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The Terra-Cotta Dog Reader’s Guide

By Andrea Camilleri

The Terra-Cotta Dog by Andrea Camilleri


Questions and Topics for Discussion

From the very first pages of The Terra-Cotta Dog, the second Inspector Montalbano mystery from the pen of Andrea Camilleri, the detective’s world seems to have been turned upside down. First comes a secret face-to-face meeting with a dreaded Mafioso who wants nothing more than to have himself arrested. Then there is the matter of the unknown thieves who clean out Carmelo Ingrassia’s supermarket, only to leave all the stolen merchandise in a tractor trailer behind a nearby filling station. Just as life is starting to make sense again, an eighty-year-old Fascist who prides himself on his slow driving dies behind the wheel in a high-speed crash, only hours before a scheduled meeting with the inspector. Strange as the inspector’s own times may seem, however, the most intriguing and poignant mystery is yet to unfold, and it comes not from the present, but from the past. While retrieving a cache of smuggled weapons, the inspector happens upon a pair of desicated corpses in a long-forgotten cave, entwined in a lovers’ embrace beneath the unblinking eyes of a terra-cotta dog.

As other events lead him toward mortal danger, Montalbano finds himself obsessively drawn to unearth the story of the two dead lovers. Not only must he learn what happened to them, but he must also confront the reasons why he finds their secret so absorbing. Is his interest, as the police commissioner suggests, merely a form of “mental masturbation”? Does he see some fleeting image of his own identity in the mysterious remains? Or is it that, in a world of corruption, violence, and deceit, he hopes to find some tattered remnant of purity and decency in the voiceless past? In this masterly novel, in which all explanations seem possible yet so much seems inexorably fated, Inspector Montalbano is less concerned with determining whodunit than with seeking rest for departed spirits and finding solace for his own.



Andrea Camilleri’s Montalbano mystery series, bestsellers in Italy and Germany, has been adapted for Italian television and translated into German, French, Spanish, Portuguese, Greek, Japanese, Dutch, and Swedish. He lives in Rome.


  • Inspector Montalbano’s passion for food is a touchstone of his character. What, in your view, do the frequent descriptions of food contribute to this and, if you have read them, other Inspector Montalbano mysteries? Is it significant that Montalbano is so often shown eating, but so seldom preparing his own food?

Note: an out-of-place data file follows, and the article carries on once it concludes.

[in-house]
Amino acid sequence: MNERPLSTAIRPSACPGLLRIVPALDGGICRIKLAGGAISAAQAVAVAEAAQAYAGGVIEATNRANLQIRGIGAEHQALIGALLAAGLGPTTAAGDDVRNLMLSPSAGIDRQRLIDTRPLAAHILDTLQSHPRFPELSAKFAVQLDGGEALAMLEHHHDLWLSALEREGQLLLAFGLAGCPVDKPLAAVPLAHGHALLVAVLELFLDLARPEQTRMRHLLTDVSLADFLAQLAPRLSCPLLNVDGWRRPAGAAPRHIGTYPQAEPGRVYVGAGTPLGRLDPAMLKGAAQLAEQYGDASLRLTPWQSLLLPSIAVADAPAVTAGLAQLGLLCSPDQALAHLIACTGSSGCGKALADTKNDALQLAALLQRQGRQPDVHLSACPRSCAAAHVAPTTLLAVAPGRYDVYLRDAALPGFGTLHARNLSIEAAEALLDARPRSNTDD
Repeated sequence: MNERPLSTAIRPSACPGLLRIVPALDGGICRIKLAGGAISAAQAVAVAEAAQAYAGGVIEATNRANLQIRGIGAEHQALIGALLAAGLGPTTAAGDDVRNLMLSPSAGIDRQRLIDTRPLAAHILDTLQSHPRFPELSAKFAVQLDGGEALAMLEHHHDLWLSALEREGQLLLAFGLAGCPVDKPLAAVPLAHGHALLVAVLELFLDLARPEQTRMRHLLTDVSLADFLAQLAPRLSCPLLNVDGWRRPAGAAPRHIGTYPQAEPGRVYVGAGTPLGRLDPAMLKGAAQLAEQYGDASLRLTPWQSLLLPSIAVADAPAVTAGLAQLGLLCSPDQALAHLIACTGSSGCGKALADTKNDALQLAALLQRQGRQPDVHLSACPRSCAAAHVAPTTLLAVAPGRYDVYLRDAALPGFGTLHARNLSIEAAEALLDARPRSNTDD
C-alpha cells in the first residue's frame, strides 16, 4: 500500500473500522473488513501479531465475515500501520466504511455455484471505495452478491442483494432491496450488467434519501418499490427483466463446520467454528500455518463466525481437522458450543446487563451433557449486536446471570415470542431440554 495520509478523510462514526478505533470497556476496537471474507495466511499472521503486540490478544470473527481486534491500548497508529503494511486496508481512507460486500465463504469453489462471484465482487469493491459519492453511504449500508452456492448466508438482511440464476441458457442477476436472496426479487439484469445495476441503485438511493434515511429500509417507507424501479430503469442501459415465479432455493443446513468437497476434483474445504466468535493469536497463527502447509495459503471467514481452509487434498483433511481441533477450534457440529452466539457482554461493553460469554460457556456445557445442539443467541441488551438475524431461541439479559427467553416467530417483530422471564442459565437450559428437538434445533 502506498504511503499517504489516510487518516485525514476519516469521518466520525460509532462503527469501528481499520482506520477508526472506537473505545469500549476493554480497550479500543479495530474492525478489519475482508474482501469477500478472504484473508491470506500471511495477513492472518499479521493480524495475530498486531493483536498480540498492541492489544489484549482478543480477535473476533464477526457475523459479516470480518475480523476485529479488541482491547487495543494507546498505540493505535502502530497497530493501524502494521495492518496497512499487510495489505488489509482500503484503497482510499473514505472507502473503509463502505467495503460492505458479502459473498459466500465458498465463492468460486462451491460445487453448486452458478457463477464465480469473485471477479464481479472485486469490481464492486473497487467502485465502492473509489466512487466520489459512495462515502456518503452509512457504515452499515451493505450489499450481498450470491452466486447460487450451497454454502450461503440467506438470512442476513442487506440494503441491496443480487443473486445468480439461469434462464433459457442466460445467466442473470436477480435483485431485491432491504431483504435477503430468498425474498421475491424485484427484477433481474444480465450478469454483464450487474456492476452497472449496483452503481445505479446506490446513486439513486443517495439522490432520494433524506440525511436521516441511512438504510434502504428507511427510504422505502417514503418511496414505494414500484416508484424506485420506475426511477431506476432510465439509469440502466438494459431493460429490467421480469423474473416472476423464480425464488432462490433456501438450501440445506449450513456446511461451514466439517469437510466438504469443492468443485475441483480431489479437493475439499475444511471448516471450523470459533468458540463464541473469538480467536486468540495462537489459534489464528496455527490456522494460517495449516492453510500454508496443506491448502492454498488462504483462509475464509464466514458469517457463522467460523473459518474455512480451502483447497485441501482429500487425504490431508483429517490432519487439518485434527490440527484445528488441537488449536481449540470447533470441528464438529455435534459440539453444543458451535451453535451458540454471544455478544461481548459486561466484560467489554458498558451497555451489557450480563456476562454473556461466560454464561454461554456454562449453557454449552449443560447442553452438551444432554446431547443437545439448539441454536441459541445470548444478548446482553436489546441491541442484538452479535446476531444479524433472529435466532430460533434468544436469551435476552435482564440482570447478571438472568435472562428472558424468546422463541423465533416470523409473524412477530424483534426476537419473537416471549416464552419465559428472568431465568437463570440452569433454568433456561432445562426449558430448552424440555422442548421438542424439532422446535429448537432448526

• Montalbano often uses questionable methods to achieve his goals, as when he uses blackmail photographs to intimidate Ingrid’s father-in-law. Do Montalbano’s ends always justify the means, or do you sometimes find his conduct unacceptable?
  • Alcide Maraventano suggests to Montalbano that life involves a vast system of diverse codes that people are always devising and deciphering. One such code is represented by the unlikely objects found near the mummified corpses of Lisetta and Mario. What kinds of messages can visual codes communicate that written words cannot? In what ways is The Terra-Cotta Dog a coded text?
  • In The Terra-Cotta Dog, Montalbano continues his vexed relationship with the press. Early in the novel, he barely makes it through his appearance at a press conference. Later in the book, however, he makes adroit use of the news media to prompt a key figure in the mystery to come forward. What has Montalbano learned about the manipulation of the media?
  • Typically, detective fiction starts with a crime and moves linearly toward the apprehension of the perpetrator. Andrea Camilleri’s mysteries do not consistently follow this pattern. Rather, Camilleri uses the subgenre of the “police procedural” to engage thoughtfully in character development and to raise issues of moral ambiguity. How does Camilleri manage to resist some of the usual expectations of detective fiction while telling an engaging story?
  • In probing the mysteries of the Crasticeddru cave, Montalbano fears that he has desecrated both life and death. To feel that one has desecrated something, one must have a sense of the sacred. What, in the eyes of Inspector Montalbano, is sacred?
  • In The Terra-Cotta Dog, Montalbano is almost as frustrated by his law enforcement colleagues as he is bedeviled by the forces of the Sicilian underworld. How do the personality quirks and periodic incompetencies of the inspector’s fellow officers contribute to the atmosphere of Camilleri’s work?
  • Although Montalbano has rewarding friendships with women he respects intellectually, he routinely exasperates the women in his life who approach him with romantic intentions. How can it be that he is so comfortable with women on one level, but so ill at ease with them on another?
  • In the violent, corrupt milieu that is Vigàta, opportunities for redemption are scarce. If the possibility of redemption exists in The Terra-Cotta Dog, what are its sources? Despite its violence, is The Terra-Cotta Dog an essentially optimistic novel?
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